Mt. Vernon Register-News

December 31, 2012

Local agencies react to train derailment


MT. VERNON — — The Mt. Vernon Fire Department and the Mt. Vernon Police Department responded to a trail derailment reported at 6:23 a.m. Sunday morning.

The derailment occurred in the area of Liberty Road and Rackaway Road on the east side of town. Some roads, including Liberty Road at Jefferson County Animal Control and Perkins Avenue at Shawnee, were closed off for the safety of the public and those responding to the scene.  Mt. Vernon Assistant Fire Chief Kevin Sargent said eight cars derailed and he could not even begin to guess the extent of the damage or what caused the train to derail.

“It tore up the rail cars [and] it tore up the rail road tracks, which were all messed up,” Sargent said.

One rail car carried 30,000 gallons of liquid ethanol gas, Sargent said, some of which leaked out after the derailment.

“We estimate anywhere from 3,400 to 5,000 gallons were released,” Sargent said. “We were able to stop the leak early. There never was a real danger to the public, per se, this morning.”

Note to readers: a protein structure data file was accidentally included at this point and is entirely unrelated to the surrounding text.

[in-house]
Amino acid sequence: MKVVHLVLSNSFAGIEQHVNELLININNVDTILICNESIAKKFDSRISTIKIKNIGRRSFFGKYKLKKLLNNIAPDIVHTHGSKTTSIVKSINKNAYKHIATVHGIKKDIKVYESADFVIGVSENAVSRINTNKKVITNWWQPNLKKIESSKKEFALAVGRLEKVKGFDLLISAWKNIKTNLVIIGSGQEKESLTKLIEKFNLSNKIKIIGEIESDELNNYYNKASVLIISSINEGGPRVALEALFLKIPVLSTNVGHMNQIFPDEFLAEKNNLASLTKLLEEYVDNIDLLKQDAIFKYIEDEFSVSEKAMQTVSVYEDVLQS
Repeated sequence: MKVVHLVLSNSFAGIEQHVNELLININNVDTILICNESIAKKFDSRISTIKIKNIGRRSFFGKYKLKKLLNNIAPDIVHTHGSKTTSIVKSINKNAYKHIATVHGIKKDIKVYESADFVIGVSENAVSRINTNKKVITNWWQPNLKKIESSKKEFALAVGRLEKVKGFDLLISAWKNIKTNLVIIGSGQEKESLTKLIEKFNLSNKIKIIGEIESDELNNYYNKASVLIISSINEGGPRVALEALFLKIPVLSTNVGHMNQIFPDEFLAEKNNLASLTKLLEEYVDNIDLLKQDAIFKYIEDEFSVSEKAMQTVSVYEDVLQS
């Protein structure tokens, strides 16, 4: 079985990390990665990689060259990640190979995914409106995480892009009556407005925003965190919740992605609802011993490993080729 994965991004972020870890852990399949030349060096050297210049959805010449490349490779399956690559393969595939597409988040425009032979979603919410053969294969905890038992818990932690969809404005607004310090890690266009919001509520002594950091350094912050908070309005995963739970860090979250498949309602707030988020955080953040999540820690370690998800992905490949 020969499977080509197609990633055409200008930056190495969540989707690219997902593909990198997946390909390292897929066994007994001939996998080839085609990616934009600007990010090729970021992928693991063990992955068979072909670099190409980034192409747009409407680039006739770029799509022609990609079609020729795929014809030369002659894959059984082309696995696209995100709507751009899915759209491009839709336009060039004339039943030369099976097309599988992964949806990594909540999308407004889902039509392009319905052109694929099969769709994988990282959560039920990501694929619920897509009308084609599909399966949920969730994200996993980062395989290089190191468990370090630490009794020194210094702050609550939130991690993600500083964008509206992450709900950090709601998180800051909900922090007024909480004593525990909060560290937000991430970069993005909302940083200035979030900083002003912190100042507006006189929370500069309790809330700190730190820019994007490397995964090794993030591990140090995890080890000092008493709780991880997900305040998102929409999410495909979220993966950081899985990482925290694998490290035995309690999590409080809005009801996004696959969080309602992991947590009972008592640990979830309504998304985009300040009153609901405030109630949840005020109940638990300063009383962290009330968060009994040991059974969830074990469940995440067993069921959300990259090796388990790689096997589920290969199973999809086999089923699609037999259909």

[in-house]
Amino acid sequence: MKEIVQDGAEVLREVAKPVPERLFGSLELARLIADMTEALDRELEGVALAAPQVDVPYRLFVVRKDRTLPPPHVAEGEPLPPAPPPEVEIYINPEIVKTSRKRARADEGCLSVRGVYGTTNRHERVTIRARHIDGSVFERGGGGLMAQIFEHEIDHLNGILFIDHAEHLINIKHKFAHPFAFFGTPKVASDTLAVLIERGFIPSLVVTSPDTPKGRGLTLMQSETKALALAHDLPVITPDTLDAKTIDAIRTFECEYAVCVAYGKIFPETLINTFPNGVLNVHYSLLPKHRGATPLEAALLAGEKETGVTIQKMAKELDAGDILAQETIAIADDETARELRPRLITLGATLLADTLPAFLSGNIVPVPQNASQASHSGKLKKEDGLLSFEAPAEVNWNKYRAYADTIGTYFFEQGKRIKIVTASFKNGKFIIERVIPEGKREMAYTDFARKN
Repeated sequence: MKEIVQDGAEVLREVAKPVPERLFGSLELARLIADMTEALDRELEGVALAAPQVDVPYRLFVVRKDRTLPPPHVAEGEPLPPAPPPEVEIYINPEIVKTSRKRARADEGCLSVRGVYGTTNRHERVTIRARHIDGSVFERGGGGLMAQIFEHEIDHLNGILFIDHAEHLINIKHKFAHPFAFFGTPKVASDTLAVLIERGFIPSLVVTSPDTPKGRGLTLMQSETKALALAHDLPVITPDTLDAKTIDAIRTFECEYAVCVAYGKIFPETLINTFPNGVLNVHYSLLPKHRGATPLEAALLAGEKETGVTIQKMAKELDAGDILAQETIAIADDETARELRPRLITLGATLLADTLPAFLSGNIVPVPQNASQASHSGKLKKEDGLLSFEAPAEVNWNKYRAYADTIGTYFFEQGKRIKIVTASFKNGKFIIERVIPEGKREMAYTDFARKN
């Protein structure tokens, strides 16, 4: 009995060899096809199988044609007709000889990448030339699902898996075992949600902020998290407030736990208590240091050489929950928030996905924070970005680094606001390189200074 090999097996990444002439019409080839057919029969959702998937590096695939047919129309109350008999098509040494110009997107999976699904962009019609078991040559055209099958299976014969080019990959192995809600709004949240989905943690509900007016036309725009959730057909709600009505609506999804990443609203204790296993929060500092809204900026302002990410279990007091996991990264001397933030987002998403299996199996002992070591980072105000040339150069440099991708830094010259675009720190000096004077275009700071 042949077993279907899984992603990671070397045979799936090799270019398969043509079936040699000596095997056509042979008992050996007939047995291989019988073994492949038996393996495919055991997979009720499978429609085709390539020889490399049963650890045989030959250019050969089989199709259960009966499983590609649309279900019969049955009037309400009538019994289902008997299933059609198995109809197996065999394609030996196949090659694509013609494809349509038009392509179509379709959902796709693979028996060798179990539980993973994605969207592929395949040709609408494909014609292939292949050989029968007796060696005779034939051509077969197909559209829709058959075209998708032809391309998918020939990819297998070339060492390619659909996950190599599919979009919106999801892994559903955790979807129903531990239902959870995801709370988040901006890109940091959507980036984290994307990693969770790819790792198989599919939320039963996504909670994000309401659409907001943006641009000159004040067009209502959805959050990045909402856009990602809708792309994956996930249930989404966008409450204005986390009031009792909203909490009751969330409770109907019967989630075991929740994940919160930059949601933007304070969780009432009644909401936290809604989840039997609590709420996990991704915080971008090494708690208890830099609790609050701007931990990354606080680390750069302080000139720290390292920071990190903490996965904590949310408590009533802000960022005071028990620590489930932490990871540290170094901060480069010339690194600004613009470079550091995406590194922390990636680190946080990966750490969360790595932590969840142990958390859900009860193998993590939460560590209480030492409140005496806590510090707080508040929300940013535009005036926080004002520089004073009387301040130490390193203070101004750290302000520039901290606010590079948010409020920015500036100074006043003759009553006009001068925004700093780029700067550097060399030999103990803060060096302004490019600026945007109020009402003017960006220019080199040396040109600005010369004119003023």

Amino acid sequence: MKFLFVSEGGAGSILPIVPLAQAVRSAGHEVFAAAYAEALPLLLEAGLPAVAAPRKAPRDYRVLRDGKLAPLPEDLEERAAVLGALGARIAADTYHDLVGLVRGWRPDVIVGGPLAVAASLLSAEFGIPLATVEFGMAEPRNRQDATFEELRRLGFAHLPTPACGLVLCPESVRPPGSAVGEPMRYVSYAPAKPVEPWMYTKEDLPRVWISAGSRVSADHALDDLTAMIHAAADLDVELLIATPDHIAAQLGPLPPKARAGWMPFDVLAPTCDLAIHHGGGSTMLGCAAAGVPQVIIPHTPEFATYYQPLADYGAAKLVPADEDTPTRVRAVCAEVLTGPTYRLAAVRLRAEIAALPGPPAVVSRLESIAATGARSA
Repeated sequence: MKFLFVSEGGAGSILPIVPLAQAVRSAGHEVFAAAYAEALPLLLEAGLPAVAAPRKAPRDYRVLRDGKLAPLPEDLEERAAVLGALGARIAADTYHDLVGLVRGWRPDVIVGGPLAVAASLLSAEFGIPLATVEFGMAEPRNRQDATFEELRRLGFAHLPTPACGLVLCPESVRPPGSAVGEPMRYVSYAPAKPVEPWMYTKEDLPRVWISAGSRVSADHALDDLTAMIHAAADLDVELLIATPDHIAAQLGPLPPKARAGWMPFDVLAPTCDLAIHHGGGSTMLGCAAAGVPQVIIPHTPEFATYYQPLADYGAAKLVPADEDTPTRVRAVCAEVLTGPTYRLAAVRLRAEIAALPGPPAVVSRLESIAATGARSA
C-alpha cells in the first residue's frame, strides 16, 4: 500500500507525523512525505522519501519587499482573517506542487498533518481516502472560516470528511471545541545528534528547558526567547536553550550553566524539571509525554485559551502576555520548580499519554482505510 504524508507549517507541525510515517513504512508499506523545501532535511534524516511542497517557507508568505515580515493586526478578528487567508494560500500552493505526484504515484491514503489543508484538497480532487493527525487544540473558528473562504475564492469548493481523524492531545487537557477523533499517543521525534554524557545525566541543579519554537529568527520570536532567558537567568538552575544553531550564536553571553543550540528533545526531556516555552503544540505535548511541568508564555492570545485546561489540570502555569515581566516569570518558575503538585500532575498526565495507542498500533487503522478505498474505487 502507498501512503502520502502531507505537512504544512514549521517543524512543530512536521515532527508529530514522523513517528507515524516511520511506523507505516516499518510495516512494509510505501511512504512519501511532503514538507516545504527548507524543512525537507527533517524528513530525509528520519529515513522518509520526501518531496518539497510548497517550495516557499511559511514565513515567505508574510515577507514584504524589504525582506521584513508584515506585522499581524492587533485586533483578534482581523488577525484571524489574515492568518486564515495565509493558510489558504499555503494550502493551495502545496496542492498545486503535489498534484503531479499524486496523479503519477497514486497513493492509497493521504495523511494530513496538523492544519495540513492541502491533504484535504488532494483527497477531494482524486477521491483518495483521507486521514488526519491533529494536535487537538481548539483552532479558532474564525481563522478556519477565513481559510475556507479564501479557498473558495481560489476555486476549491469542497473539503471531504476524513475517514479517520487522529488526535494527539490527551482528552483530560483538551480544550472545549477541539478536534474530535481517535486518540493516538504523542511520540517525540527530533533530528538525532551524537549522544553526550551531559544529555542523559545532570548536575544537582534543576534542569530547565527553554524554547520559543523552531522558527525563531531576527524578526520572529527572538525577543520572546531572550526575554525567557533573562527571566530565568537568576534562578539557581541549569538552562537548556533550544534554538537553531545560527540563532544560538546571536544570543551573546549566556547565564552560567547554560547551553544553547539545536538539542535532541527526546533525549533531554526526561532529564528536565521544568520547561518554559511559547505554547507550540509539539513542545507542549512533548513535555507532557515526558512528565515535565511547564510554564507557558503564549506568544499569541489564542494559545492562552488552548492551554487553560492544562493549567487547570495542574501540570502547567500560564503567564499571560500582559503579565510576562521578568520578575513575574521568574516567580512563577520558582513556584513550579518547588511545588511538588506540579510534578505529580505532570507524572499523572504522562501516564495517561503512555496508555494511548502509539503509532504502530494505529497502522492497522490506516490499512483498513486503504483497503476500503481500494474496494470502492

The ethanol that leaked was in liquid form, Sargent said. He added that ethanol is a highly hazardous material and is always dangerous and highly flammable.

Because of the cold temperatures and the location of the derailment, the vapors did not spread rapidly, Sargent said. The area is mostly businesses, but there are some residential properties in the area.

“We didn’t have any residents in harm’s way, but we were constantly monitoring the scene,” he said. “We didn’t have strong winds and the cold temperatures kept the problems in check.”

The scene was cleared by the fire department at approximately 3:30 p.m. Sunday afternoon, Sargent said. Officials from Norfolk Southern Railroad arrived on the scene within an hour of the derailment and will be investigating the cause of the crash in addition to cleaning up the damage.

“They were able to find the leak and they were able to plug the leak,” Sargent said.

He said the Illinois Emergency Management Agency and the Illinois Environmental Protection Agency were also called to the scene because of the hazardous materials released.

The dirt in the area will have to be dug up and disposed of, as well as monitoring of water in the area for an unspecified amount of time, Sargent said.

“I don’t think, at this point, there is any concern,” he said. “At least, they didn’t tell me there is any concern.”

Sargent said he can’t praise the response from city officials, the HAZMAT team, the police department and all the others who worked the scene enough for the work they did.